abolished and he ended the use of chain
Georgia is the first state to lower the voting age to
Talmadge as Governor
Won election by suggesting that New Deal
programs would end segregation.
In 1941, the University of Georgia lost its
accreditation with SACCS because
Governor Talmadge fired two
administrators who supported integration.
During the Great Depression, many
nations turned to dictators to solve their
WWII began when Britain and France
declared war on Germany….Germany had
The United States entered WWII when the
Japanese attacked Pearl Harbor.
Hitler launched a massive three-month
“lightening war” on its European
Denmark, Norway, Belgium, Luxembourg,
Holland and France fell to the Germans.
Germany then launched an air attack on
Great Britain. In nightly raids, German
bombers dropped thousands of explosives
on London, but the city did not surrender.
This is known as the Battle Of Britain.
The “Home of the US Infantry,” with the
largest infantry school in the world, was at
Fort Benning, Georgia. (Near Columbus)
Lend-Lease Act – Before entering the
war, the US allowed Britain to borrow or
lease supplies, equipment and food in its
fight against Germany.
The Belle Aircraft Corporation, as well as
the shipyards in coastal Georgia not only
produced aircraft and ships for
wartime, but also employed women to do
jobs traditionally considered to be “men’s
By the end of WWII, more Georgians were
employed in manufacturing than
Holocaust – The WWII policy of Hitler and
Nazi Germany to kill millions of innocent
– Not only were the Jews targeted, but also the
physically and mentally handicapped, the
elderly, and those to young or weak to work.
In the beginning, the “camps” were set up to
house political prisoners.
May 7th, 1945, Germany surrendered to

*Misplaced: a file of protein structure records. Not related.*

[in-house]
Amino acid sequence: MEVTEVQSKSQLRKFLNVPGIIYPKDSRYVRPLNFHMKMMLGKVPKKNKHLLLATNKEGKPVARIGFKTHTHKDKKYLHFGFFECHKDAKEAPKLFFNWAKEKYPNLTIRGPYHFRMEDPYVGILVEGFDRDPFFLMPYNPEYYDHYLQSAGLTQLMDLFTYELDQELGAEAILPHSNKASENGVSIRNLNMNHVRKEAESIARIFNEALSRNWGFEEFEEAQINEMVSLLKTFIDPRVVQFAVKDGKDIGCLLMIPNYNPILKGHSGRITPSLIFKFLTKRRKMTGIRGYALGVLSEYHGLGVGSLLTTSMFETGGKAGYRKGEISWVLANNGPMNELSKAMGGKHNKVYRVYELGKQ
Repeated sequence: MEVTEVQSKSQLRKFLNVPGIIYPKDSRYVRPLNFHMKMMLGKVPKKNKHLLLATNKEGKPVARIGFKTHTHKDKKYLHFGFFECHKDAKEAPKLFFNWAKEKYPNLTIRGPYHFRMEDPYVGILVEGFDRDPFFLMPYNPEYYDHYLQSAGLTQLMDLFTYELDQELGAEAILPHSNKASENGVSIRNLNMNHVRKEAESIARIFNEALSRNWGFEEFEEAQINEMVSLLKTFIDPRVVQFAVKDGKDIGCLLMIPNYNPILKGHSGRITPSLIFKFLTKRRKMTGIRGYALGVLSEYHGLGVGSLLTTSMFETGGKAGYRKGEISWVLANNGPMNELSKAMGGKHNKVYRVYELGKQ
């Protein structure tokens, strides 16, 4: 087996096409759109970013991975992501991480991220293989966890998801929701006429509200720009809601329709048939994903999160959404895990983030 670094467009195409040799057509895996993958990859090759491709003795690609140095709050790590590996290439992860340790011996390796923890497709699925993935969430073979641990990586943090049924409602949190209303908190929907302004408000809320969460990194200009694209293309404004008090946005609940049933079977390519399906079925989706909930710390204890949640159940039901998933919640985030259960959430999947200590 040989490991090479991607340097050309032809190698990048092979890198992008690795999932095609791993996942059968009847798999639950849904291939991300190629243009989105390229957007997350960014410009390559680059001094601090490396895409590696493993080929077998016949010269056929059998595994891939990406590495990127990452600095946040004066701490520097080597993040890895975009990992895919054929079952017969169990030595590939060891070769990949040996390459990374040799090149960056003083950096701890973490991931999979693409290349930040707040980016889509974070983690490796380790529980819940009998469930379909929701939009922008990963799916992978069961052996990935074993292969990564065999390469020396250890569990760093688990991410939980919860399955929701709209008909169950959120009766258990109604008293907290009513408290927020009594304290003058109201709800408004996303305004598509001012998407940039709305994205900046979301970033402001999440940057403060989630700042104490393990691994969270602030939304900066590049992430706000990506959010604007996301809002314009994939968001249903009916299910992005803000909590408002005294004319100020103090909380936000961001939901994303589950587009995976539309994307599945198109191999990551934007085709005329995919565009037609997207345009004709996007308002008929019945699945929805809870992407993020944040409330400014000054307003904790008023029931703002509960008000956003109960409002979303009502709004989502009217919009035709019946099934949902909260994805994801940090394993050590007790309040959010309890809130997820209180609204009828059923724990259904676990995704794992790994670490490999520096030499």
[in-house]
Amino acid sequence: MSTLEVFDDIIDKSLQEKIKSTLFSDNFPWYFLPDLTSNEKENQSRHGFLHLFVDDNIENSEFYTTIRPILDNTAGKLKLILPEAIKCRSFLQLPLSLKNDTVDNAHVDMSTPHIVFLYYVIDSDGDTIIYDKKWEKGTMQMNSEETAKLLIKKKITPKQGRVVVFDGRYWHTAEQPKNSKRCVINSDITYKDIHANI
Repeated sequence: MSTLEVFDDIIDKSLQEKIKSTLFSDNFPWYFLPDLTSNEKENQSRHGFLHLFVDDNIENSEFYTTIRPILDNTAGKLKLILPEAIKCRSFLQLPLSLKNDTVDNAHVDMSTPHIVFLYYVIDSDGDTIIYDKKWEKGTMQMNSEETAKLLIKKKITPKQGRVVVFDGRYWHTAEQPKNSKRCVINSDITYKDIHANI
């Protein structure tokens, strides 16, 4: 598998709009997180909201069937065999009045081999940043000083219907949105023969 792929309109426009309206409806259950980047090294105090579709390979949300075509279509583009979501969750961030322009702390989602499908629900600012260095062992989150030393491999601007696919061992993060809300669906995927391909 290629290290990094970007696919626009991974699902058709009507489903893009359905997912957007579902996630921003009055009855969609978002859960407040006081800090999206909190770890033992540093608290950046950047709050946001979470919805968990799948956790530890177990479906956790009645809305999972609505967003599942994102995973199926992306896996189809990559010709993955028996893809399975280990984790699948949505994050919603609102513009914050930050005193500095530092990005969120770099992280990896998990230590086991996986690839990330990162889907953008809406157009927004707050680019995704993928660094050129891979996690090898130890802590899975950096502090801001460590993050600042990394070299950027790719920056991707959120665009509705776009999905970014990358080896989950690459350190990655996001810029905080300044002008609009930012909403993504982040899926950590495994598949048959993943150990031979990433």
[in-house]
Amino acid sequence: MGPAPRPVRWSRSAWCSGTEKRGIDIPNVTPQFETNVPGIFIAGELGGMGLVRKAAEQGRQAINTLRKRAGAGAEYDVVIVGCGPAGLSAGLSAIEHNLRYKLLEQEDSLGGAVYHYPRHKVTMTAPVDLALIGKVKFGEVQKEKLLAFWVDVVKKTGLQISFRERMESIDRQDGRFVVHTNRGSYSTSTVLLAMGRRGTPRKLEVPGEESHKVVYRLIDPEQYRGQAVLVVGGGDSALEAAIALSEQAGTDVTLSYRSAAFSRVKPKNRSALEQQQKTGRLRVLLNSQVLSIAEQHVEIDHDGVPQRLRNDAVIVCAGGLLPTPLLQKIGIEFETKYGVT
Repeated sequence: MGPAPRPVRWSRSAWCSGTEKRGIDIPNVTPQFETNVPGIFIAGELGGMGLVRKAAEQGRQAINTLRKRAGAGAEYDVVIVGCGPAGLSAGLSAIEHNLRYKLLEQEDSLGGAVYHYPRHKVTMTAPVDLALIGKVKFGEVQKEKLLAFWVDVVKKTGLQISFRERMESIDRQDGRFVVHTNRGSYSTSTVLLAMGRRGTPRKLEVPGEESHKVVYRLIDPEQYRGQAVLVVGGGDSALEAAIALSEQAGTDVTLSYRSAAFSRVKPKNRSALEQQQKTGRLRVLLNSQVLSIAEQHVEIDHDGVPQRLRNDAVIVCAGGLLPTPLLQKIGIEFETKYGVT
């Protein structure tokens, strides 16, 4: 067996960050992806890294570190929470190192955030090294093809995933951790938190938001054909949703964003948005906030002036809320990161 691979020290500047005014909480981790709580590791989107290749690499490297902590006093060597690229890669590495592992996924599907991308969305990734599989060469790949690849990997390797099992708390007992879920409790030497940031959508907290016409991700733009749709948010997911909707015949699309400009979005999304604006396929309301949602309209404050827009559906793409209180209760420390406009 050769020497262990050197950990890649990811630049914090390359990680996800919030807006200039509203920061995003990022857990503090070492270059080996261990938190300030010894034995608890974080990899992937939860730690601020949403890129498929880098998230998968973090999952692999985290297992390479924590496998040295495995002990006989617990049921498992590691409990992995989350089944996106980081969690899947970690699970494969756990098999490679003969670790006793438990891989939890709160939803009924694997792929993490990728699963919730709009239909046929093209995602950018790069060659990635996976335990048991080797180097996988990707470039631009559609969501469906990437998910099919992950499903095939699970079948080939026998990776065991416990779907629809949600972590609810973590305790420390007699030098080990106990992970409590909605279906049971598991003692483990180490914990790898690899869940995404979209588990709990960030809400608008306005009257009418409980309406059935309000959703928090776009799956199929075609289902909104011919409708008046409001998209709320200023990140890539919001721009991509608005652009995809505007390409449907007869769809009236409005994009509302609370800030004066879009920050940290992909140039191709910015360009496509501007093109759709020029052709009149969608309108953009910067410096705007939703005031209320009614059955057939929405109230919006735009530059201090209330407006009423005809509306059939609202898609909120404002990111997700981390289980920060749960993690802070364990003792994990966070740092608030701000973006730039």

the Allies but Japan continued to fight.
– President Truman gave the order to use a
new secret weapon, the atomic bomb.
August 6, 1945 - a B-29 bomber dropped the first
bomb on Hiroshima, instantly killing 70,000 80,000
civilians. Three days later another was dropped on
Nagasaki killing about half that number.
August 15, 1945 – Japan surrenders
Authority – special purpose public
corporation set up by the government.
They perform a specific function and may
be given special powers that a regular
government agency cannot have (such as
Dictator – Ruler with absolute authority
Integration – Bringing together people of
different races and allowing them equal
access to places. Schools, hospitals…
Nationalism – strong feelings for one’s
nation and its culture.
Pacifist – someone who does not believe
in war under any circumstances
Socialist – one who believes that the
government should own major services
and means of production.
Ellis Arnall – reformed state government and
rewrote the state constitution. During his term
as governor, the power of the governor was
Lucius D. Clay – general who was famous for
keeping American troops in Europe supplied
E.D. Rivers – “little New Deal” in Georgia
Richard Russell – US senator who helped
establish military installations in Georgia
Carl Vinson – US representative who sponsored
legislation creating the US Army Air Corps (Air